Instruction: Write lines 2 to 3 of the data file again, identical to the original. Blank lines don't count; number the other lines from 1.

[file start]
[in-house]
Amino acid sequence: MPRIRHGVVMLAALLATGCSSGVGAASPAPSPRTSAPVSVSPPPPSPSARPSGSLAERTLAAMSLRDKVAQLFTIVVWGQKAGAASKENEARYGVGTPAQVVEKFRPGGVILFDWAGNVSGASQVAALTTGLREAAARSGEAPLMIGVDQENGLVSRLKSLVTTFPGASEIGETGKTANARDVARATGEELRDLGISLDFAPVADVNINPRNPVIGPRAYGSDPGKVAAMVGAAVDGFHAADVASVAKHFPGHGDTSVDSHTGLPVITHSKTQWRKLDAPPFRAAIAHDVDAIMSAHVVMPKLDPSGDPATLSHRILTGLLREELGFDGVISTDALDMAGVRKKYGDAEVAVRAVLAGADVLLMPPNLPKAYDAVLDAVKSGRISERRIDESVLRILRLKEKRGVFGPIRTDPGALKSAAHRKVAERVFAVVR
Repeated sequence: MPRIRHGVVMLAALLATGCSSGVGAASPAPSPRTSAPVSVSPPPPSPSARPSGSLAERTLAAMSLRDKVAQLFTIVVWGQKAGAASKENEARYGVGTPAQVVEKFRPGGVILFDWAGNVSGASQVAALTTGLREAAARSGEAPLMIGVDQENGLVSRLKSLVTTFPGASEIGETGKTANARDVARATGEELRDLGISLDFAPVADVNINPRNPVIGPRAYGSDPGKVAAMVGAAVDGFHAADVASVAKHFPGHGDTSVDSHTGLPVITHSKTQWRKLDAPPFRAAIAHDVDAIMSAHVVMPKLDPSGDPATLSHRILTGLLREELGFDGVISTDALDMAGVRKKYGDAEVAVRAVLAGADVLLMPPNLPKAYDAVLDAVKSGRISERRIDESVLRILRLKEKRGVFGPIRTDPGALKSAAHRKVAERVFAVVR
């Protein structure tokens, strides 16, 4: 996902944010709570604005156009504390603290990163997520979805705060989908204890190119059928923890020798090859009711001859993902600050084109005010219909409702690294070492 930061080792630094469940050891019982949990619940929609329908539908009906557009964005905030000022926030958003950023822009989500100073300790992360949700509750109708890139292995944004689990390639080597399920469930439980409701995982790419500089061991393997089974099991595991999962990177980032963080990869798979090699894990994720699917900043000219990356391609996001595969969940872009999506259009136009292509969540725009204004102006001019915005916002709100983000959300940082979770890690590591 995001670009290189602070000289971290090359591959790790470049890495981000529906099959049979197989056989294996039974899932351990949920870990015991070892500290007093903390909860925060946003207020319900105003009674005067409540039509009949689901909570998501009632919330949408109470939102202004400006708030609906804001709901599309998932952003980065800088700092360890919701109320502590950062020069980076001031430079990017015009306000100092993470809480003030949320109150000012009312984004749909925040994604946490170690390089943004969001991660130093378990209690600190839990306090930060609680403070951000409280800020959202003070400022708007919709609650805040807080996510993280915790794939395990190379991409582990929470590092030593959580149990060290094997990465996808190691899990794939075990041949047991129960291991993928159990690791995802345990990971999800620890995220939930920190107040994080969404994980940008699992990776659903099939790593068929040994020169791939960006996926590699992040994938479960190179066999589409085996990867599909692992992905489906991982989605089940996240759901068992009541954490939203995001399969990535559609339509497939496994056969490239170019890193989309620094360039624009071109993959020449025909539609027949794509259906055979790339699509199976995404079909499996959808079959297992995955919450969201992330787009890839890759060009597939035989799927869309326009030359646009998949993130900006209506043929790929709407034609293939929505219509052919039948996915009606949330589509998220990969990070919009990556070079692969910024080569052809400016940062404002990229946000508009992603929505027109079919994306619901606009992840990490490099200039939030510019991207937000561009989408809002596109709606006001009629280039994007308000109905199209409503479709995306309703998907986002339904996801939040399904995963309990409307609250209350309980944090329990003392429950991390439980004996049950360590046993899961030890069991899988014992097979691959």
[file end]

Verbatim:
Amino acid sequence: MPRIRHGVVMLAALLATGCSSGVGAASPAPSPRTSAPVSVSPPPPSPSARPSGSLAERTLAAMSLRDKVAQLFTIVVWGQKAGAASKENEARYGVGTPAQVVEKFRPGGVILFDWAGNVSGASQVAALTTGLREAAARSGEAPLMIGVDQENGLVSRLKSLVTTFPGASEIGETGKTANARDVARATGEELRDLGISLDFAPVADVNINPRNPVIGPRAYGSDPGKVAAMVGAAVDGFHAADVASVAKHFPGHGDTSVDSHTGLPVITHSKTQWRKLDAPPFRAAIAHDVDAIMSAHVVMPKLDPSGDPATLSHRILTGLLREELGFDGVISTDALDMAGVRKKYGDAEVAVRAVLAGADVLLMPPNLPKAYDAVLDAVKSGRISERRIDESVLRILRLKEKRGVFGPIRTDPGALKSAAHRKVAERVFAVVR
Repeated sequence: MPRIRHGVVMLAALLATGCSSGVGAASPAPSPRTSAPVSVSPPPPSPSARPSGSLAERTLAAMSLRDKVAQLFTIVVWGQKAGAASKENEARYGVGTPAQVVEKFRPGGVILFDWAGNVSGASQVAALTTGLREAAARSGEAPLMIGVDQENGLVSRLKSLVTTFPGASEIGETGKTANARDVARATGEELRDLGISLDFAPVADVNINPRNPVIGPRAYGSDPGKVAAMVGAAVDGFHAADVASVAKHFPGHGDTSVDSHTGLPVITHSKTQWRKLDAPPFRAAIAHDVDAIMSAHVVMPKLDPSGDPATLSHRILTGLLREELGFDGVISTDALDMAGVRKKYGDAEVAVRAVLAGADVLLMPPNLPKAYDAVLDAVKSGRISERRIDESVLRILRLKEKRGVFGPIRTDPGALKSAAHRKVAERVFAVVR